AS: As you spend more time with these new songs, what are you learning from them, and how they’re connecting to one another?

JPS: A central theme of this whole body of work is the process for me, in my life, of recognizing how much more colorful life gets when I allow multiple emotions to exist at the same time. 

This idea of ambivalence is really central to the album. For a long time, I thought if I had mixed emotions, it was because I hadn’t figured out which one was real yet, but multiple emotions can simultaneously be real and exist. Even if those emotions seem contradictory, they can still exist simultaneously. That realization was really big for me as a human. Having mixed feelings didn’t mean I was in conflict with myself. It just meant I needed to accept that. It wasn’t ever one path, one color, or one feeling at the same time. In writing from that place, in my own personal life, really seeped into the music where I think there’s this central returning idea of the ambivalence of emotions existing simultaneously, of the reality of seemingly opposing feelings sharing space honestly.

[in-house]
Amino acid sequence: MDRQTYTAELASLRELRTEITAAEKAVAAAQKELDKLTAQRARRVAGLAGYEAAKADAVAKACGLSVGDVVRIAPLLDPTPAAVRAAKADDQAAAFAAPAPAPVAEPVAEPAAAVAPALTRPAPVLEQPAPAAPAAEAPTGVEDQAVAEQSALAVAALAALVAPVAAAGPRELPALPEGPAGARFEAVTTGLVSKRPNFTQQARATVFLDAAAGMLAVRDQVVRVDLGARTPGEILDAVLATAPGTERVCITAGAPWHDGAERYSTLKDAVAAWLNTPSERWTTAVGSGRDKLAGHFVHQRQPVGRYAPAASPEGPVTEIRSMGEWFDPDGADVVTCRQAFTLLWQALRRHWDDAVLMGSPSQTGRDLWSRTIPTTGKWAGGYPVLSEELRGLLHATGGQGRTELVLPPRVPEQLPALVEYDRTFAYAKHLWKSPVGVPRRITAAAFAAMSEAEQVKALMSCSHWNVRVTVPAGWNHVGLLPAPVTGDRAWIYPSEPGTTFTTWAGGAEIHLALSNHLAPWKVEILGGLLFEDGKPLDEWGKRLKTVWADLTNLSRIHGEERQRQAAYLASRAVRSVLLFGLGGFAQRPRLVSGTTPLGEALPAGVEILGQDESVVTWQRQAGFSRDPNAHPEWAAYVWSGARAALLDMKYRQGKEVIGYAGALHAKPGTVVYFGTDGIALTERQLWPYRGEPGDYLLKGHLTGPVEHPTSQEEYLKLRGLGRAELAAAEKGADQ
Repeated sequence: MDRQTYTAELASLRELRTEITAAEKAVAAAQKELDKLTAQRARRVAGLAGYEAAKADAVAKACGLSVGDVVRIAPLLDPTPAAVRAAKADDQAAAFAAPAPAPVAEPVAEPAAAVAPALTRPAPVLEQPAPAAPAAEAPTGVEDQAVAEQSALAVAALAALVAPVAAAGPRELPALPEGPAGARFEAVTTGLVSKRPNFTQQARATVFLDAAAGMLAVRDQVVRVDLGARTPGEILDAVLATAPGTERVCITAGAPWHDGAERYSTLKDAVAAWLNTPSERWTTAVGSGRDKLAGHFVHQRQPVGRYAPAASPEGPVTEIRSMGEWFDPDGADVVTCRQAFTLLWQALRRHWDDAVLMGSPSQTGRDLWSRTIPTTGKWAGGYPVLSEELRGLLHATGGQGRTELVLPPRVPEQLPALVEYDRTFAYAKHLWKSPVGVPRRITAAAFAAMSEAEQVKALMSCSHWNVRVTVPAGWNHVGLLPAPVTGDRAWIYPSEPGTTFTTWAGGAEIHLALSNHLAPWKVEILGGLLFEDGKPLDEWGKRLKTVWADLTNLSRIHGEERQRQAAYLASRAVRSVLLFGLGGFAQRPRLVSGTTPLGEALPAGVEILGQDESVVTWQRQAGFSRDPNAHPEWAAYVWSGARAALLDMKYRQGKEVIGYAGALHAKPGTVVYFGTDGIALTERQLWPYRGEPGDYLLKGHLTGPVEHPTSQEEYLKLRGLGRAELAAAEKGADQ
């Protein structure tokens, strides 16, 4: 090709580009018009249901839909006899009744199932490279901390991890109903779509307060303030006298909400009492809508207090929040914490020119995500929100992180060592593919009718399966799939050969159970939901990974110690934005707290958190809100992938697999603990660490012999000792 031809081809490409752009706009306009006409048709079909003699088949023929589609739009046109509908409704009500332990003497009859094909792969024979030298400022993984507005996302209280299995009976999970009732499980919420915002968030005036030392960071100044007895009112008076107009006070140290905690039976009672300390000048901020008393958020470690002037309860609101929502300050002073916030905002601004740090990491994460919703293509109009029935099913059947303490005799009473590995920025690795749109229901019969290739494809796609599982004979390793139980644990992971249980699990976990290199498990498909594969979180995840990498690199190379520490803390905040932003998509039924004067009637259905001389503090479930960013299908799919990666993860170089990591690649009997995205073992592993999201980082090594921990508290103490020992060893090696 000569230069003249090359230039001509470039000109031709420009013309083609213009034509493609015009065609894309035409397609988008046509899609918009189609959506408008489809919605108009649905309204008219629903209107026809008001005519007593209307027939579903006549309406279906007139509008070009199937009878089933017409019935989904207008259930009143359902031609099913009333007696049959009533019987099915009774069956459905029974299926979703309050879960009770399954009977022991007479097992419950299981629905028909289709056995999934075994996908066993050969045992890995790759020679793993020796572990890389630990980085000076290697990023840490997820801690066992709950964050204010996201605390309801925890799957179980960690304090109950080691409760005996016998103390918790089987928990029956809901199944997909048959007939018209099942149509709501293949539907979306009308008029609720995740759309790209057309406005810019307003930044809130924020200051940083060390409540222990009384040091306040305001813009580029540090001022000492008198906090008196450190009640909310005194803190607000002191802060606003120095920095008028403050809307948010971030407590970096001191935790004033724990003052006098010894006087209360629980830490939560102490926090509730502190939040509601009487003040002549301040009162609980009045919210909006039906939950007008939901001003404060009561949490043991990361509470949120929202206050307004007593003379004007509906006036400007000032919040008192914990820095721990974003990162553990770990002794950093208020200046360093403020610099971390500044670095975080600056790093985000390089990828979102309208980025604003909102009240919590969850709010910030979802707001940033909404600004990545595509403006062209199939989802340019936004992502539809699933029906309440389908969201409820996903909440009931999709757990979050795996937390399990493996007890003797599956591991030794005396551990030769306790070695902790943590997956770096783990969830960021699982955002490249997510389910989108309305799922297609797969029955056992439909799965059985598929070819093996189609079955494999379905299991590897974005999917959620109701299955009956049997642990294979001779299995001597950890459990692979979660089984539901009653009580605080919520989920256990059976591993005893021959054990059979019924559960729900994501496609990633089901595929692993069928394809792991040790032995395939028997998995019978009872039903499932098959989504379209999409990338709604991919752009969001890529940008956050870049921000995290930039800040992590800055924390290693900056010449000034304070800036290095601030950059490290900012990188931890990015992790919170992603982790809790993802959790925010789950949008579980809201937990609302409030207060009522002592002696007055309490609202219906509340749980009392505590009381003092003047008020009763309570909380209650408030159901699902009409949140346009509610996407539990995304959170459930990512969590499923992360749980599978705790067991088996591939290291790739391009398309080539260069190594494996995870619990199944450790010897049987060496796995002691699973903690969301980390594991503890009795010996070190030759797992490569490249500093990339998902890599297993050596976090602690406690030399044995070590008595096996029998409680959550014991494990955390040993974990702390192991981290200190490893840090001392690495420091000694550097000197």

AS: It can be daunting to uncover some of these things as you’re writing. Do you ever feel inclined to “redo” a song and not reveal as much?

JPS: I think every profession comes with its hazards. And I feel ordinarily blessed that songs get to be my job. So if the professional hazard that I have to navigate is being slightly more vulnerable and exposed in my personal life, in exchange for an honest relationship with a group of humans who get to find parts of themselves in my art, then I’m that exchange.

AS: Sonically, was there something you wanted to capture on these new songs?

JPS: In the same way that writing the songs without production allowed me to focus holistically on the writing itself, producing the songs without writing allowed me to do the same thing. Malay executive produced this album with me, and he’s one of my favorite producers on the planet. He added such elevation to the sound of this album.

AS: When you think of your earlier EPs (Both Can Be True: Part 1, 2018; Hold It Together, 2020), or even as recently as Dangerous Levels of Instropection, do you feel like you’re the same songwriter?